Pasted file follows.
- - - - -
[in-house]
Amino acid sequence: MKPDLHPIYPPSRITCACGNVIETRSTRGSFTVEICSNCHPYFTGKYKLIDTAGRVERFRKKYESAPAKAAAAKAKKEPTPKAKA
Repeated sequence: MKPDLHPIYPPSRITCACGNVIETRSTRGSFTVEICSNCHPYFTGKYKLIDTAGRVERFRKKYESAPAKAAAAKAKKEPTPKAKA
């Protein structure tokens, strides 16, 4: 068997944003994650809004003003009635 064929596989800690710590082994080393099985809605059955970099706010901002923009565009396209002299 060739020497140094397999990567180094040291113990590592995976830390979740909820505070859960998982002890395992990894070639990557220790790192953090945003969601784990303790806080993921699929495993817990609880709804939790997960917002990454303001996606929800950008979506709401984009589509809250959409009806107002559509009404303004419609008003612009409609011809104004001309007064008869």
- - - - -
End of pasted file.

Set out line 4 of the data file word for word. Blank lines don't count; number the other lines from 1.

């Protein structure tokens, strides 16, 4: 068997944003994650809004003003009635 064929596989800690710590082994080393099985809605059955970099706010901002923009565009396209002299 060739020497140094397999990567180094040291113990590592995976830390979740909820505070859960998982002890395992990894070639990557220790790192953090945003969601784990303790806080993921699929495993817990609880709804939790997960917002990454303001996606929800950008979506709401984009589509809250959409009806107002559509009404303004419609008003612009409609011809104004001309007064008869």